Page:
Texas Legal Process:
Expunctions and Nondisclosures
For those who have been caught up in the criminal justice system, untangling yourself from your past can be difficult. Unfortunately a dismissal of criminal charges or successful completion of a deferred probation term does not mean evidence of the case or your arrest goes away. Having a clear criminal record is a valuable thing. Criminal arrest record searches are common, inexpensive and can affect every aspect of a person’s life from buying a home to being hired for a job. Depending on how your criminal event was settled, seeking an expunction or a nondisclosure could be available to you to ensure the issues of the past do not affect your future.
It depends. If you have completed a deferred adjudication probation, or in some limited cases a straight probation or jail time, you may be eligible to have the record of your probation nondisclosed (sealed). There are many factors that can impact your ability to request and receive a nondisclosure of your successful deferred probation term. Consult a lawyer to see if you would be eligible to seek a nondisclosure in your case.
A order of nondisclosure is a legal process that seals qualifying parts of your criminal records. Orders of nondisclosure stop public entities, including law enforcement, courts, clerks and prosecutors offices from sharing information about a sealed offense. While there are exceptions, generally speaking, an order of nondisclosure hides the fact you have been on a deferred probation from the public. Orders of nondisclosure are case specific, have varying time frames and only apply to certain types of criminal offenses and dispositions.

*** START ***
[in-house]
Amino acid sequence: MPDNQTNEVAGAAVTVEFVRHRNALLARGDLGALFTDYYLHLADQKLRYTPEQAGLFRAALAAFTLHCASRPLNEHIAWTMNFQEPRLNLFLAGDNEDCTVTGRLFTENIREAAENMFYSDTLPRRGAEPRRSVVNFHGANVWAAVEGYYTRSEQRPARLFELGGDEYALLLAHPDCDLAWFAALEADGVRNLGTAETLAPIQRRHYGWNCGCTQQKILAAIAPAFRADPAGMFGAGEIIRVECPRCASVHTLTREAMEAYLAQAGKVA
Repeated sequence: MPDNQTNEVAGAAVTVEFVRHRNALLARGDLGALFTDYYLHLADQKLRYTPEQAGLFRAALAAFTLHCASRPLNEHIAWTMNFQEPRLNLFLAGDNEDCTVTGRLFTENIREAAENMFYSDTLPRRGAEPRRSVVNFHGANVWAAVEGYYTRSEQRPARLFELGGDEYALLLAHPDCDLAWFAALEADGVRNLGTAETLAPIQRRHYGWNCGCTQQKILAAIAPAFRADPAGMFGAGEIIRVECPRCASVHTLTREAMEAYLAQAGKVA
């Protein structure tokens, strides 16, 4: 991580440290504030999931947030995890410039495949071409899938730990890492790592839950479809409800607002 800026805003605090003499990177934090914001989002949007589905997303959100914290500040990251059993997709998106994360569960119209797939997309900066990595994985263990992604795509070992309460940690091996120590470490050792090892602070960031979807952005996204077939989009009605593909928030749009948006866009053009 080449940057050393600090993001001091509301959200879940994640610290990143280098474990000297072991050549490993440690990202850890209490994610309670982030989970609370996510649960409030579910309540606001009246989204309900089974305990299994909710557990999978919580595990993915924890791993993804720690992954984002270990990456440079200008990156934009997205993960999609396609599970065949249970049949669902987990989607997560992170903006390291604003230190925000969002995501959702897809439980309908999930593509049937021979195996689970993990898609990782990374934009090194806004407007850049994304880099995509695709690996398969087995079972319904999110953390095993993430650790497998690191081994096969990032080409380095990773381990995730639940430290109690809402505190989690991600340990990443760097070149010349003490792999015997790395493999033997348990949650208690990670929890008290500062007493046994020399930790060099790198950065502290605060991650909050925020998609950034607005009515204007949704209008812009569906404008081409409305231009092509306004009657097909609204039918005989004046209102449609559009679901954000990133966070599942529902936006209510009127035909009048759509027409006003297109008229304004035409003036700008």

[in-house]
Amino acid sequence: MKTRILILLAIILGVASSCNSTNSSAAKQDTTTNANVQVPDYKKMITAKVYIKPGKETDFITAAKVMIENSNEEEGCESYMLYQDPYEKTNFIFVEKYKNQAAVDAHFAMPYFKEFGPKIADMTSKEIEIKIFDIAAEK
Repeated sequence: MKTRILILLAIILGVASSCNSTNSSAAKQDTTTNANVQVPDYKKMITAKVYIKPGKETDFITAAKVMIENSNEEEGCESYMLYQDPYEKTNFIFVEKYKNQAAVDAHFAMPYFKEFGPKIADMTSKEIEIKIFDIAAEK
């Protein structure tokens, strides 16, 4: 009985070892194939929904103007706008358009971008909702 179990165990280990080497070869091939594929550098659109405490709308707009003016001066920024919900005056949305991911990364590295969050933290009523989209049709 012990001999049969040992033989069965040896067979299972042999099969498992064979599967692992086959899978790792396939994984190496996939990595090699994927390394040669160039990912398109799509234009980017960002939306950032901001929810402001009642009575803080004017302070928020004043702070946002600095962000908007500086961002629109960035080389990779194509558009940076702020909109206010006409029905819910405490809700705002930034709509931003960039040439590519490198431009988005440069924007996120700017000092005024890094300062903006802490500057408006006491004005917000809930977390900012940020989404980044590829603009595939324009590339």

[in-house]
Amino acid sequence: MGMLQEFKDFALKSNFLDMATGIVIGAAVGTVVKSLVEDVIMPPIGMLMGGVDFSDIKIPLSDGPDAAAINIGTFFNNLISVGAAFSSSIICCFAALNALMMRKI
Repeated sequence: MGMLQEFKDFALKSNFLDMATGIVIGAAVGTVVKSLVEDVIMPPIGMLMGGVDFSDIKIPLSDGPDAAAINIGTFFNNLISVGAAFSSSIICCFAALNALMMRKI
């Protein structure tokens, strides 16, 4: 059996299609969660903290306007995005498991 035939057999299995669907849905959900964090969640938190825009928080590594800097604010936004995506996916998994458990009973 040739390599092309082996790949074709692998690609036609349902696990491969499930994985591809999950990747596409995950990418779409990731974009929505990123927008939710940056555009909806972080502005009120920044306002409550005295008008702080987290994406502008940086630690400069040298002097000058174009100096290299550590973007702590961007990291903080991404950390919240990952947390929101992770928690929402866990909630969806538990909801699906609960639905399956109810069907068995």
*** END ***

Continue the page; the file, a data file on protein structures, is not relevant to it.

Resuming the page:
In limited circumstances you may be able to petition for an expunction immediately upon the dismissal of your case. Orders of expunction typically require a statutory waiting period before you can apply. These statutory waiting periods can vary dramatically based on the type of case you were arrested for and how that arrest was disposed. Your attorney will be able to gather all necessary facts from your case and advise you if and/or when you would be able to file for an expunction. The process of obtaining an expunction alone can take up to six months before the records of your case are permanently removed.
Protect your name. If you are eligible for an expunction, you should seek an attorney to help you pursue the opportunity to clear your record.
An expunction is a legal filing that seeks to remove an arrest and all associated “files” from your record. Anytime someone is arrested, law enforcement creates a “file” to track the person through the system. Your personal information is kept in county, state and national databases reflecting what you were arrested for and the disposition, if any. Law enforcement may access this database at any time. Expunctions order all governmental agencies with information related to your arrest to be destroyed. A violation of an expunction order is a misdemeanor offense.
If your arrest was not accepted by the prosecutor, dismissed at the Court level or ultimately you were acquitted for an offense, you may be entitled to ask for the arrest “file” to be destroyed. Certain restrictions and time frames may apply, depending on the type of offense you were arrested for.
Oftentimes people believe that a dismissal immediately results in an arrest disappearing from your record. Unfortunately that is not the case. Even though you were not convicted of a crime, records of your arrest can still affect your life.
In order to clear your record, if the offense you were charged with qualifies, you must seek an expunction.